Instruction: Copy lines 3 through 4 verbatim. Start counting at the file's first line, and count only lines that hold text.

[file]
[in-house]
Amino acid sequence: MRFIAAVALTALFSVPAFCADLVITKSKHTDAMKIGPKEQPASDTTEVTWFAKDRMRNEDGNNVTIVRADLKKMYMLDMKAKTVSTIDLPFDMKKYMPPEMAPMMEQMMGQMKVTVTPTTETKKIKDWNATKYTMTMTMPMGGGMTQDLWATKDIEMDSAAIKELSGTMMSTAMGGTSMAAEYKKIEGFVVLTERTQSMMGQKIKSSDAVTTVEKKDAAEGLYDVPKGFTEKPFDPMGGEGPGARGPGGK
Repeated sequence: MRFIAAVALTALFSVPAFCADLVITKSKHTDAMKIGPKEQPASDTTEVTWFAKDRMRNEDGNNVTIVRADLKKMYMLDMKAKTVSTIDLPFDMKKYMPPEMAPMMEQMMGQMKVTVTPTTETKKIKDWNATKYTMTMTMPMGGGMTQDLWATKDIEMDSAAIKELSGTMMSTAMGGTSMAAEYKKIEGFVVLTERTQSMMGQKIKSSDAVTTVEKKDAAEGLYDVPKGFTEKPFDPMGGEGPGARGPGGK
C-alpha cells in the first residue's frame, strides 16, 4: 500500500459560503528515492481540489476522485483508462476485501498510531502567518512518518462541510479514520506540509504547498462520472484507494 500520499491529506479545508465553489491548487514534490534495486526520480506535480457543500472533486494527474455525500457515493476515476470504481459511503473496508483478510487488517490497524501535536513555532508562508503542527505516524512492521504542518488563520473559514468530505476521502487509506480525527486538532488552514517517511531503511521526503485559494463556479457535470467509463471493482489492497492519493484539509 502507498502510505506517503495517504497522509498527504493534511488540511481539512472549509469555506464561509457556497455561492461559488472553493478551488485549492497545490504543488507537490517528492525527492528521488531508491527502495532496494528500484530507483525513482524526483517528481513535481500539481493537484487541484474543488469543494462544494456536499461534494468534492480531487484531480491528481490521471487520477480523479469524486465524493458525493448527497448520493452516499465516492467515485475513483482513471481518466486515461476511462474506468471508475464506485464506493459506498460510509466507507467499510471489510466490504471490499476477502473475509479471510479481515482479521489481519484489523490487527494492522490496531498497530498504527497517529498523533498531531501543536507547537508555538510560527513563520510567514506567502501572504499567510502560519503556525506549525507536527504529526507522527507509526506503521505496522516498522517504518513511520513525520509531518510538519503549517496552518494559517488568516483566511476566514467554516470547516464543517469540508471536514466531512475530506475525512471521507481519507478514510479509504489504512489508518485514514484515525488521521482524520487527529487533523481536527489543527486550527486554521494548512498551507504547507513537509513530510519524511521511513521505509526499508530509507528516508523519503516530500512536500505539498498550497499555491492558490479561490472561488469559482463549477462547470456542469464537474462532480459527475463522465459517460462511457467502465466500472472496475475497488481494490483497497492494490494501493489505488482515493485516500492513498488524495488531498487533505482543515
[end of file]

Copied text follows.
Repeated sequence: MRFIAAVALTALFSVPAFCADLVITKSKHTDAMKIGPKEQPASDTTEVTWFAKDRMRNEDGNNVTIVRADLKKMYMLDMKAKTVSTIDLPFDMKKYMPPEMAPMMEQMMGQMKVTVTPTTETKKIKDWNATKYTMTMTMPMGGGMTQDLWATKDIEMDSAAIKELSGTMMSTAMGGTSMAAEYKKIEGFVVLTERTQSMMGQKIKSSDAVTTVEKKDAAEGLYDVPKGFTEKPFDPMGGEGPGARGPGGK
C-alpha cells in the first residue's frame, strides 16, 4: 500500500459560503528515492481540489476522485483508462476485501498510531502567518512518518462541510479514520506540509504547498462520472484507494 500520499491529506479545508465553489491548487514534490534495486526520480506535480457543500472533486494527474455525500457515493476515476470504481459511503473496508483478510487488517490497524501535536513555532508562508503542527505516524512492521504542518488563520473559514468530505476521502487509506480525527486538532488552514517517511531503511521526503485559494463556479457535470467509463471493482489492497492519493484539509 502507498502510505506517503495517504497522509498527504493534511488540511481539512472549509469555506464561509457556497455561492461559488472553493478551488485549492497545490504543488507537490517528492525527492528521488531508491527502495532496494528500484530507483525513482524526483517528481513535481500539481493537484487541484474543488469543494462544494456536499461534494468534492480531487484531480491528481490521471487520477480523479469524486465524493458525493448527497448520493452516499465516492467515485475513483482513471481518466486515461476511462474506468471508475464506485464506493459506498460510509466507507467499510471489510466490504471490499476477502473475509479471510479481515482479521489481519484489523490487527494492522490496531498497530498504527497517529498523533498531531501543536507547537508555538510560527513563520510567514506567502501572504499567510502560519503556525506549525507536527504529526507522527507509526506503521505496522516498522517504518513511520513525520509531518510538519503549517496552518494559517488568516483566511476566514467554516470547516464543517469540508471536514466531512475530506475525512471521507481519507478514510479509504489504512489508518485514514484515525488521521482524520487527529487533523481536527489543527486550527486554521494548512498551507504547507513537509513530510519524511521511513521505509526499508530509507528516508523519503516530500512536500505539498498550497499555491492558490479561490472561488469559482463549477462547470456542469464537474462532480459527475463522465459517460462511457467502465466500472472496475475497488481494490483497497492494490494501493489505488482515493485516500492513498488524495488531498487533505482543515